I'm a long-time advocate of universal single-payer healthcare, who led the City Council to endorse both the California and federal single-payer bills.  Struggling with a Santa Monica budget short on revenues and long on rising costs, I asked our staff to calculate possible savings to city government if single-payer were enacted in California.

Santa Monica

Councilmember Kevin McKeown


Return to Welcome page

Date: June 12, 2009

To:  Mayor and Councilmembers

From:  Carol Swindell, Director of Finance

Subject: Responses to Questions Raised During Council Study Sessions

Concerning the City of Santa Monica FY2009-10 Proposed Budget and

the FY2010-11 Budget Plan.


Responses to questions raised during Council Study Sessions concerning the City of

Santa Monica FY2009-10 Proposed Budget and the FY2010-11 Budget Plan.  

3. How much would the City save if single payer healthcare plan is

implemented in California? 

The two proposed bills (SB 810 & SB 840) would likely have no impact on City

employees, given the City’s existing coverage.  The League of California Cities

commented that for any universal health care effort, most cities would probably

meet or exceed the minimum level of benefits that would presumably be

defined in such a bill, which appears to be the case in Santa Monica.  Over the

past two years, three major policy efforts have been undertaken to reform the

health care system, but none have resulted in substantive legislation.

SB 840, a bill sponsored by Senator Kuehl, was vetoed in September 2008. 

This bill would have provided a single payer plan, established new taxes, and

divert current funding for health care from federal, state, and local

governments.  A report by the California Legislative Analyst Office, dated May

22, 2008, indicated that the cost of this coverage would have been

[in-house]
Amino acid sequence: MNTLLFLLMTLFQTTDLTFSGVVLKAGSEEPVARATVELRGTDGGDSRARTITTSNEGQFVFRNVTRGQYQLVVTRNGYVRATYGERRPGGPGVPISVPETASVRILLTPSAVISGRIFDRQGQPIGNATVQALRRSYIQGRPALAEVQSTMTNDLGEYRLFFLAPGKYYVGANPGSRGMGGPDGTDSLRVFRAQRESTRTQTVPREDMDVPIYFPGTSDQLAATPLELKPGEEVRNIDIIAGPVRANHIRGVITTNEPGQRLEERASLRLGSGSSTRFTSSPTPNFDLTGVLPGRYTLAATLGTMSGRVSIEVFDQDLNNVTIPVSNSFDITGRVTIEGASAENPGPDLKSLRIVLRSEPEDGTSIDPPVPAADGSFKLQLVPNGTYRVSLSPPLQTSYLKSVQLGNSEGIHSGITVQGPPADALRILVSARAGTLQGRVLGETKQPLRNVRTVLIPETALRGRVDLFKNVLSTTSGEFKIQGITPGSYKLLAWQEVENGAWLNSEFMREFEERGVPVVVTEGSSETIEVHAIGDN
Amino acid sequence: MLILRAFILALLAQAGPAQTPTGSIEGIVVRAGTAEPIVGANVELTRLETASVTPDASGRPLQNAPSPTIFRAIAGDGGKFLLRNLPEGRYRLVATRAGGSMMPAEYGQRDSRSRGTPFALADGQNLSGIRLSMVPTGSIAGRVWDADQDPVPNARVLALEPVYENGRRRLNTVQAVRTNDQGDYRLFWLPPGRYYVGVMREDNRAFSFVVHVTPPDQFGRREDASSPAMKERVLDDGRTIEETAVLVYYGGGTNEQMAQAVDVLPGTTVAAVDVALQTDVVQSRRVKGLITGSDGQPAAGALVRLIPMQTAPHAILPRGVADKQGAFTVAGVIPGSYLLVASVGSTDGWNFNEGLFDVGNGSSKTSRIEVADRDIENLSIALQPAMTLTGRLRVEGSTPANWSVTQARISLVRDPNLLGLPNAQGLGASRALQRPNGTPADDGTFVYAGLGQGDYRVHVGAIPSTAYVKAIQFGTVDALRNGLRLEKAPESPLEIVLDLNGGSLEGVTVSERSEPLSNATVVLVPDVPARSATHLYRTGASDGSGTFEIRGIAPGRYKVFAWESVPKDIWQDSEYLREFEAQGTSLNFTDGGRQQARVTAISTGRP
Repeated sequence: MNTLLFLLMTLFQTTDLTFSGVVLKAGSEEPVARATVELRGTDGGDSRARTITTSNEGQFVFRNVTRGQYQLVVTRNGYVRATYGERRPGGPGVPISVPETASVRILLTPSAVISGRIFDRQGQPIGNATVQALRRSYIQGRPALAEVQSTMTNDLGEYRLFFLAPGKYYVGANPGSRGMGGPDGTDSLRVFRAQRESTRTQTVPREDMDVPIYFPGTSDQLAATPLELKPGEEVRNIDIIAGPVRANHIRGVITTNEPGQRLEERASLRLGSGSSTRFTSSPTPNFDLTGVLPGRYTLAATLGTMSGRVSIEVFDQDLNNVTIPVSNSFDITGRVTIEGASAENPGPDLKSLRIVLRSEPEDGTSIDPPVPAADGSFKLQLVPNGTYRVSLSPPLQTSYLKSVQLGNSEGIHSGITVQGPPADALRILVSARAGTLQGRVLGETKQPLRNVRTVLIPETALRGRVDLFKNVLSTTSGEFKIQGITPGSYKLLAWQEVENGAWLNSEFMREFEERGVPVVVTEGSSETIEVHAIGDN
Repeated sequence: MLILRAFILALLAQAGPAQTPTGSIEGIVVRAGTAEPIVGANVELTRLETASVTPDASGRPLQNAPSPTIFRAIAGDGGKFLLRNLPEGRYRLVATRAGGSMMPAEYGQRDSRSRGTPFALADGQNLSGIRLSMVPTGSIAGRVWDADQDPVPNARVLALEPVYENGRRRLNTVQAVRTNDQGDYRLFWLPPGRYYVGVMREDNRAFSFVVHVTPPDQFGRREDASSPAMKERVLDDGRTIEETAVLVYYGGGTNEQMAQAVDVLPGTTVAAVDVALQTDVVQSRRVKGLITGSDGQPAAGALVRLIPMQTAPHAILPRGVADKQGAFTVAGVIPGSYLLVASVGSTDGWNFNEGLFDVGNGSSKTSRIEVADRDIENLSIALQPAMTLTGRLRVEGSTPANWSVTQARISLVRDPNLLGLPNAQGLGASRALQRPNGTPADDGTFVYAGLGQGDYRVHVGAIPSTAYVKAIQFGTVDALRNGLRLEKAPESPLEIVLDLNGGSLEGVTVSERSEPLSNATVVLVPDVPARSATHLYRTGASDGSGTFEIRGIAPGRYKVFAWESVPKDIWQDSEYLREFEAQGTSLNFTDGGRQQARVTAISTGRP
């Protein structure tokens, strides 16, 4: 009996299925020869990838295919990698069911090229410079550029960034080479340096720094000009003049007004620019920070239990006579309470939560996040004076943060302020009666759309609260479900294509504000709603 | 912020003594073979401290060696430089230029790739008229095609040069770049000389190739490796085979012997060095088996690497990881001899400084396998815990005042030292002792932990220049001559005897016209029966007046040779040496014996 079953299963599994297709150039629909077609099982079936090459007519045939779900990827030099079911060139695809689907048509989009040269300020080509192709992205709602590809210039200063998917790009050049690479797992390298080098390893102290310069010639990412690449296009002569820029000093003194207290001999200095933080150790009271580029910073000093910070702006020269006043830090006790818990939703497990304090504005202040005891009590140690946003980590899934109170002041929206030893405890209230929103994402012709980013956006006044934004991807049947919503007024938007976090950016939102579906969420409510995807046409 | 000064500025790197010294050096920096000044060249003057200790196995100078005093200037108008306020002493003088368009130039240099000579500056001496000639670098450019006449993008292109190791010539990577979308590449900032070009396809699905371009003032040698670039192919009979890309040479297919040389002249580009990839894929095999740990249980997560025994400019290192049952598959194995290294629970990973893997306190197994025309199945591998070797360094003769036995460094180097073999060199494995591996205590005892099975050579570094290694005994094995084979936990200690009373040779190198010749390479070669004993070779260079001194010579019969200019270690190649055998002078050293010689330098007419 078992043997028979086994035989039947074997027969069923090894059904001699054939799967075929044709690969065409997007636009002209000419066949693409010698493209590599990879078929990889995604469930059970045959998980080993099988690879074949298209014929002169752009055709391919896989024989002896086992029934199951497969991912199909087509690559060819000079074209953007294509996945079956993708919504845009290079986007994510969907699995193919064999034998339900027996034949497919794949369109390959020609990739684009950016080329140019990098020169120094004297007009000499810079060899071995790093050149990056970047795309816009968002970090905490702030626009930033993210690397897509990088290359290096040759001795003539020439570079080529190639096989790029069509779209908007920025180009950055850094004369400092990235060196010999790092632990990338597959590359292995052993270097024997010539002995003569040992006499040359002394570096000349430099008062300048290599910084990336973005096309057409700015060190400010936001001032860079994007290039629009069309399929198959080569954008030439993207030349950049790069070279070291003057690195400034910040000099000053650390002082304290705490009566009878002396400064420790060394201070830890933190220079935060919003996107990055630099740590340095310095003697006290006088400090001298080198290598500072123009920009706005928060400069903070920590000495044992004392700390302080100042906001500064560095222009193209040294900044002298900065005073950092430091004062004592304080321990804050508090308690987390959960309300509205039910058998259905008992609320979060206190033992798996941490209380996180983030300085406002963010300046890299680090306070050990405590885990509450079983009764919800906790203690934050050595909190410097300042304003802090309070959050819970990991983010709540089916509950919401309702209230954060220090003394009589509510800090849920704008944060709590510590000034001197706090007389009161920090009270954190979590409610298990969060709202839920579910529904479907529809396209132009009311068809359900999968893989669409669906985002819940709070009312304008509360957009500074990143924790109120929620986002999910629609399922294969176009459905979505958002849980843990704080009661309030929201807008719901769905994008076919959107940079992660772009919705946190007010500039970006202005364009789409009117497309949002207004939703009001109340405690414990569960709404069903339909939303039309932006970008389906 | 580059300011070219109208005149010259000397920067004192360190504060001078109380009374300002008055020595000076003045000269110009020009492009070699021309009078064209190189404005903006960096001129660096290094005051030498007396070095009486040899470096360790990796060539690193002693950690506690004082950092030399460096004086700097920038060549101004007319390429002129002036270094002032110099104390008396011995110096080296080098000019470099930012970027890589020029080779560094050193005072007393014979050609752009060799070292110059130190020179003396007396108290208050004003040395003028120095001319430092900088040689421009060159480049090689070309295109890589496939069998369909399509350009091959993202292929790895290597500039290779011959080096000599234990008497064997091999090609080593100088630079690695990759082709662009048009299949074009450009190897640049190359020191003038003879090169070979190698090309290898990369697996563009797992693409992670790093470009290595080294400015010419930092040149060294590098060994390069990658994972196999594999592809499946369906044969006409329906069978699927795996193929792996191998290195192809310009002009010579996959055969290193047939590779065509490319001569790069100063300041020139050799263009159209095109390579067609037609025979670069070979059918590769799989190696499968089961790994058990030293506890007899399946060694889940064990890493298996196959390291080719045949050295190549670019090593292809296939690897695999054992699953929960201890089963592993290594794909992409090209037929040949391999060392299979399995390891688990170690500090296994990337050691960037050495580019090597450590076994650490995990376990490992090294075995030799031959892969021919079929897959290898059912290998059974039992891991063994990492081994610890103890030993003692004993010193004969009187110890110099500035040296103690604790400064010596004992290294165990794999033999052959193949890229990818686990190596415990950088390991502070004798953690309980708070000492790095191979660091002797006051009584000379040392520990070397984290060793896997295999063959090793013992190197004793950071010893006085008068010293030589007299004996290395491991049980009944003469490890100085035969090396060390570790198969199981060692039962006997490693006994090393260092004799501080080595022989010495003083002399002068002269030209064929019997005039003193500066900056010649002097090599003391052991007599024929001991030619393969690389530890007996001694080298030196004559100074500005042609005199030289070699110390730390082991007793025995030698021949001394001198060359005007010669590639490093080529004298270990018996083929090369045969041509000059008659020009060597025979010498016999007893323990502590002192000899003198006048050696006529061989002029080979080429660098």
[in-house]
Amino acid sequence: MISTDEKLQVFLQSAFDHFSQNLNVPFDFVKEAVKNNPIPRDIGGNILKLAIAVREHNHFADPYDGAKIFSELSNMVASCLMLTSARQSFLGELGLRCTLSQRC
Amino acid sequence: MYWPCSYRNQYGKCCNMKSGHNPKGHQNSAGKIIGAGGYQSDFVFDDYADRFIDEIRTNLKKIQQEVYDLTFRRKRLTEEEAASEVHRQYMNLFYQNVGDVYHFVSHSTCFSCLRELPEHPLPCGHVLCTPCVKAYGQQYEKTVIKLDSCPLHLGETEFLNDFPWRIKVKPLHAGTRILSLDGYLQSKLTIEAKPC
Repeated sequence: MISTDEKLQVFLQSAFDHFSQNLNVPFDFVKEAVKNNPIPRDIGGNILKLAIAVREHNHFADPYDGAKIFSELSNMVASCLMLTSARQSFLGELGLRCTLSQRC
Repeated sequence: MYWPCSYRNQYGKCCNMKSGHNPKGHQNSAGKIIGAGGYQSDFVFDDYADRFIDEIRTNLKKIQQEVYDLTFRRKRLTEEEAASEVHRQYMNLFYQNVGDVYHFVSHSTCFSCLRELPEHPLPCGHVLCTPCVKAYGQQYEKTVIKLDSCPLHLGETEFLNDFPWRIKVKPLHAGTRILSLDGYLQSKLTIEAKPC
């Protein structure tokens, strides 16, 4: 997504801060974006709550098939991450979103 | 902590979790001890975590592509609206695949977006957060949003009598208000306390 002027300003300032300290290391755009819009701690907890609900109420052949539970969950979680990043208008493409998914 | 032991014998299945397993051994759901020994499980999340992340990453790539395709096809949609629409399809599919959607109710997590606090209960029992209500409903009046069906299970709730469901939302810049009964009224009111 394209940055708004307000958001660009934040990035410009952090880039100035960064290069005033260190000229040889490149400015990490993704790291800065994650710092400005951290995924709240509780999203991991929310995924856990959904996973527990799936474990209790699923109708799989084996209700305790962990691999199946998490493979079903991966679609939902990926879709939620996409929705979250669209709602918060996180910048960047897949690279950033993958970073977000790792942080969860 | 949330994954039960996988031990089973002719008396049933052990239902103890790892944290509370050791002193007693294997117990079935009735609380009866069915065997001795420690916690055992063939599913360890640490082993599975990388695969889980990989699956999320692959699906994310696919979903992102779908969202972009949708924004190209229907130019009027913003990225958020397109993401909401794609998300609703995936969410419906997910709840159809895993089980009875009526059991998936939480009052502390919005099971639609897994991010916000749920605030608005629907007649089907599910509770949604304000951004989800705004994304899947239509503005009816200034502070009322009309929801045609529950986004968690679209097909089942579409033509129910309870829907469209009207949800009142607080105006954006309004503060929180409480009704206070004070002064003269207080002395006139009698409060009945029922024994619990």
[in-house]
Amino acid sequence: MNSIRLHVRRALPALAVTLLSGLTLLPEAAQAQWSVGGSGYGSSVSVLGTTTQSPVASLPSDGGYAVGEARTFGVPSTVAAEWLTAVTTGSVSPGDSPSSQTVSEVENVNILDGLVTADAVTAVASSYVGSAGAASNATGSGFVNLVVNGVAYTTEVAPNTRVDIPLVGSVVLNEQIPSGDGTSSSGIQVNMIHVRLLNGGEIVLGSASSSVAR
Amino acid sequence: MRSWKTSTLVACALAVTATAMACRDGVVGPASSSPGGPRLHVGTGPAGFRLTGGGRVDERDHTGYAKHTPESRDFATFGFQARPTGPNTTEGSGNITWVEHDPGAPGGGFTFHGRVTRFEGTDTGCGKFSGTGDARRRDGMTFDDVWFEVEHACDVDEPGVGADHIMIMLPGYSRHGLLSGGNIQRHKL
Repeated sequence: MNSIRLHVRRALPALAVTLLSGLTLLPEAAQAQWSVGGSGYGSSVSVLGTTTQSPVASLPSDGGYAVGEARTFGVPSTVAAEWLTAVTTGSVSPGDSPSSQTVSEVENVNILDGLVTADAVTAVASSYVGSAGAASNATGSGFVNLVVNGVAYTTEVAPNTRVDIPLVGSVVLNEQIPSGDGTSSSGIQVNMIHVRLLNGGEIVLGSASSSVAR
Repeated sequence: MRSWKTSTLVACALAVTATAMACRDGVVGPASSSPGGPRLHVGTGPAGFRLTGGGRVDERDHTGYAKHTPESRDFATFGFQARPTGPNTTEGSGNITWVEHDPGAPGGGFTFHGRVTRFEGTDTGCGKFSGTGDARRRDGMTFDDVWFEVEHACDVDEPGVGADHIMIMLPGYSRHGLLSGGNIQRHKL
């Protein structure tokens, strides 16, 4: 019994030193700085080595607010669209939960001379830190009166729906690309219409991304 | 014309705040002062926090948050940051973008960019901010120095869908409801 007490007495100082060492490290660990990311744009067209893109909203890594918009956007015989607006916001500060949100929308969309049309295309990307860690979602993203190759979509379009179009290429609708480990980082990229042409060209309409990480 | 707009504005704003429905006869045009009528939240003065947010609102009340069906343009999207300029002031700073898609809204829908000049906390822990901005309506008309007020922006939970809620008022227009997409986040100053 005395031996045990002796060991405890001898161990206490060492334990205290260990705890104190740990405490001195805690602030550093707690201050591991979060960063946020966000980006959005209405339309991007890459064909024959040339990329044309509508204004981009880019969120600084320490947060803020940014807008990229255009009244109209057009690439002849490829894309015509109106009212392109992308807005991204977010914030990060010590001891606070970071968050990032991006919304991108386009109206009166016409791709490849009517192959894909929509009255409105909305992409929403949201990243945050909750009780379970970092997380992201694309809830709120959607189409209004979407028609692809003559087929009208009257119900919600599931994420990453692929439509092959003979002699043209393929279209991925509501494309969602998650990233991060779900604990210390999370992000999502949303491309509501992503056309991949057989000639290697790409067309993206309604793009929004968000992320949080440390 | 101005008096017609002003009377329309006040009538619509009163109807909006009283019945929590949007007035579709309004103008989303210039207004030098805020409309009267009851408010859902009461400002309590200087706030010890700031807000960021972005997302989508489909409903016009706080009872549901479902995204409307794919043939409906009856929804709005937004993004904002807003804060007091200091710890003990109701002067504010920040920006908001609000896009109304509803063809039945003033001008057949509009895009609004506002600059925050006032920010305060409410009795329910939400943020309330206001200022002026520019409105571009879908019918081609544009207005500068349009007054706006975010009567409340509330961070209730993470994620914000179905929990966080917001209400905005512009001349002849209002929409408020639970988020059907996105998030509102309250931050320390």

approximately $210 billion in FY2011-12, leading to a deficit of $42.4 billion in

the plan in the first full year of operations.  Proposed revenue sources for the

plan included employer wage taxes of 8 percent and employee wage taxes of 4

percent on employees earning between $7,000 and $200,000.

To estimate the financial implication of this proposed bill on the City of Santa

Monica, we will assume FY 2008-09 budgeted citywide salaries of $150.8

million.  The LAO estimates that program costs, including the deficit, would be

covered if payroll tax rates were 16 percent and other tax rates, such as capital

gains, were increased to 15.5 percent.  If the City were to pay the entire 16

percent of health care costs under the single payer plan, it would incur $21.8

million in annual expenditures.  Projected medical costs for FY 2008-09 for the

same salary level were $27.8 million, which indicates an estimated savings of

$6.0 million over current medical, dental, and vision costs.  These estimates

are based solely on information provided by the LAO in the aforementioned

letter and do not consider the financial impact of non-wage taxes levied to

provide additional revenue for the proposed single payer plan.